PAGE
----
Which strategies do you use for dealing with conflicting ideas?

Standard

The test of a first rate intelligence is the ability to hold two opposed ideas in the mind at the same time and still retain the ability to function. — F. Scott Fitzgerald (1930’s)

That was then.

Today, as we are exposed to different cultures, different politics, different customs, different philosophies….and the pace of information and change acceleratesthe challenge has been grown and multiplied.

Being able to function while holding two conflicting ideas is a good start — but it’s no longer enough.

We need to be able to be able to function while we hold thousands of conflicting and co-evolving ideas.

Education is not the learning of facts, but the training of the mind to think. -- Albert Einstein

Why is this important?

Whenever we run into opposing ideas we tend to think of them as roadblocks. We tend to give up thinking beyond the conflict.

We stop thinking.

We stop learning. 

It’s an artificial, self-imposed limit in human potential.

Our ability to move beyond these thinking roadblocks is one of the things that makes people better than computers.

We need to prepare to leave the relatively easy problems of logic and math to computers and graduate to harder problem-solving — the kind of problems humans are equipped to solve.

We just need to learn how.

(Is your school teaching you this? If not – demand it.)

Strategies for dealing with conflicting and opposable ideas

Here are some of the strategies that come to mind.

Please add your strategies in the comments for this blog post.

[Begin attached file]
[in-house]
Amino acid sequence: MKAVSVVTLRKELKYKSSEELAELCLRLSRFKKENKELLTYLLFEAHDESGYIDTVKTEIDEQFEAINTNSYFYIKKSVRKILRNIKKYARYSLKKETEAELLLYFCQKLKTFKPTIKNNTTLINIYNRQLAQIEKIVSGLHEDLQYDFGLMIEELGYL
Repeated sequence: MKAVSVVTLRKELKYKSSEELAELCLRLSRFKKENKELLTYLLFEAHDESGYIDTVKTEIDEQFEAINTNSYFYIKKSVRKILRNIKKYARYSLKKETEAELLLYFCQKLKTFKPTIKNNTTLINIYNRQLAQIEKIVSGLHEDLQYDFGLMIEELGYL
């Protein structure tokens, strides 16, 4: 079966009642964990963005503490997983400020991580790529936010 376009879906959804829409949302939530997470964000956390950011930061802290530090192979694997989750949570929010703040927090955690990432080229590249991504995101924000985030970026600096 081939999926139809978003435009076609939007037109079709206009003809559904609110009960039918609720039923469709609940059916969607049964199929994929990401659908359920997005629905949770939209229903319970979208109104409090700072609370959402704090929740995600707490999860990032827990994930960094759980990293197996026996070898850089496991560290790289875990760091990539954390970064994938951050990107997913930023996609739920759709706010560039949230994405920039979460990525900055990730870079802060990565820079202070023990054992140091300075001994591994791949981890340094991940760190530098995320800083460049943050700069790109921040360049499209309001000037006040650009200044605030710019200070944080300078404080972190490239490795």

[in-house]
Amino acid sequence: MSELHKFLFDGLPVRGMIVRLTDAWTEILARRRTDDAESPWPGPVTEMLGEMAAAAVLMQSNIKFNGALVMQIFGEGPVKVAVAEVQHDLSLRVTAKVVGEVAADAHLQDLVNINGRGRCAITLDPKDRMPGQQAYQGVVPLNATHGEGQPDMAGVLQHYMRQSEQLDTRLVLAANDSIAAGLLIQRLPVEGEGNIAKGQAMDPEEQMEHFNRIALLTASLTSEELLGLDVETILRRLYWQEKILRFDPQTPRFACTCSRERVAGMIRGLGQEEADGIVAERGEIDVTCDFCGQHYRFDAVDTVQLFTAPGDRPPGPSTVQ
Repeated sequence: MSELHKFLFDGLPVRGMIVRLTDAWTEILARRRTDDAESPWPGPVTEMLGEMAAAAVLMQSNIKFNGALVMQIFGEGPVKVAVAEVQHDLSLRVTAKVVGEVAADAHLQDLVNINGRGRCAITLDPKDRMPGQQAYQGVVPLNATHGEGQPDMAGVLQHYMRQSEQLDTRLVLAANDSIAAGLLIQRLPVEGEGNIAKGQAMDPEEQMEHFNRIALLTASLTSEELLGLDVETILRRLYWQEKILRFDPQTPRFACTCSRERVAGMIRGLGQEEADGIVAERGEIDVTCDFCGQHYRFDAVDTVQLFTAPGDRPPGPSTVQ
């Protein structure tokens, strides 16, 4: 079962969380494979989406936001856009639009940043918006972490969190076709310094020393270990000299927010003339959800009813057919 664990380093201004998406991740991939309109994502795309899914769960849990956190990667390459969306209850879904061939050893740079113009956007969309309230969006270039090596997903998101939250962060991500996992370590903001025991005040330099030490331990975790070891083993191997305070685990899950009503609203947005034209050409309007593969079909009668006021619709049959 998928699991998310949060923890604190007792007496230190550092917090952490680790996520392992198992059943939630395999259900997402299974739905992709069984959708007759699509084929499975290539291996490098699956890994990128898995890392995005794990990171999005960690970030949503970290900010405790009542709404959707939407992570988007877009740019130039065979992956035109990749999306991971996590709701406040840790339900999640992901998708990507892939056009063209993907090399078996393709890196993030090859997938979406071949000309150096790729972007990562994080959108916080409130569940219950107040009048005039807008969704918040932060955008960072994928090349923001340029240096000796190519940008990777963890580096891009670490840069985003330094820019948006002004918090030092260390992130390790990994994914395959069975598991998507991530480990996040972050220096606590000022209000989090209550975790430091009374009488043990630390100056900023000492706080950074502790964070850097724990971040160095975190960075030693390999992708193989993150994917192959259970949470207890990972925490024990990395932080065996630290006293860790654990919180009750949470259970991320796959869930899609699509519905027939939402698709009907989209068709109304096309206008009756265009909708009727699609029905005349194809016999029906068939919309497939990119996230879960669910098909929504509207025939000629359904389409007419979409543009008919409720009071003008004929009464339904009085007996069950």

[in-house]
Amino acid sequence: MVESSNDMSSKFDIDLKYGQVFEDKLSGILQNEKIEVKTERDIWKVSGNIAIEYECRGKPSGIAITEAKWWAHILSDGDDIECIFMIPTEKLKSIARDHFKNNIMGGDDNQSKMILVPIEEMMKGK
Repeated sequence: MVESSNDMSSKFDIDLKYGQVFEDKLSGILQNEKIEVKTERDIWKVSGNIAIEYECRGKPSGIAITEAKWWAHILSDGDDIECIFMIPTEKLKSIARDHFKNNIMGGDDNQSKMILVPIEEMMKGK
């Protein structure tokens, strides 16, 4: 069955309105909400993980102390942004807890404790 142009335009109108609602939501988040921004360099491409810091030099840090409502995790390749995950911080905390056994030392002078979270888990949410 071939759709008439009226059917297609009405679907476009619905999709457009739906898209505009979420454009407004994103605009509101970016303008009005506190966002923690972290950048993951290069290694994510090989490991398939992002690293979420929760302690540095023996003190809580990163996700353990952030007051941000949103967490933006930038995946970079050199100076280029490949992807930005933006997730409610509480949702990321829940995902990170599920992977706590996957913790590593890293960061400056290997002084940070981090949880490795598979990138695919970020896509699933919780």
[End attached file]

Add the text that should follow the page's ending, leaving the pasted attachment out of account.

Which strategy do you use?

  • Context classification — (how do you detect context? and how do you classify?)
  • Time distribution — (how do you decide when and how to distribute?)
  • Change distribution — (how do you classify change and decide to distribute?)
  • Integration — (using “and” rather than “or”)
  • Analyzing contrasts and similarities between opposing ideas
  • Prioritizing — (based on what? How?)
  • Logical deconstruction – analyzing the logic behind the ideas
  • Other strategies?

What about you?

How do you manage conflicting ideas?

How do you navigate between them?

We are learning here. Prototyping ideas to deal with new challenges.

Add your comments  on this blog post

or feel free to email me: info@DanMontano.com

P.S.

I want to make sure you have realistic expectations. It’s likely I won’t be able to answer your questions until much later. Proceed with an assumption that you’ll be thinking along with anyone else who participates in the comments section.

Paper or pixels? Does the medium affect the way people read?

Aside

Paper or pixels? Does the medium affect the way people read?

Andrew Dillon Ph.D., the dean of the Graduate School of Information Science at the University of Texas has written a very interesting blog post on the nuances of online reading.

Reading beyond cognition

If you have been reading my blog for a while, you know that I’m interested in the topic of thinking on a holistic level. I consider systems thinking and embodied cognition milestones towards the goal of holistic thinking. Given that interest, I found Mr. Dillon’s comment at #2 in the list below a good reminder to what reading requires: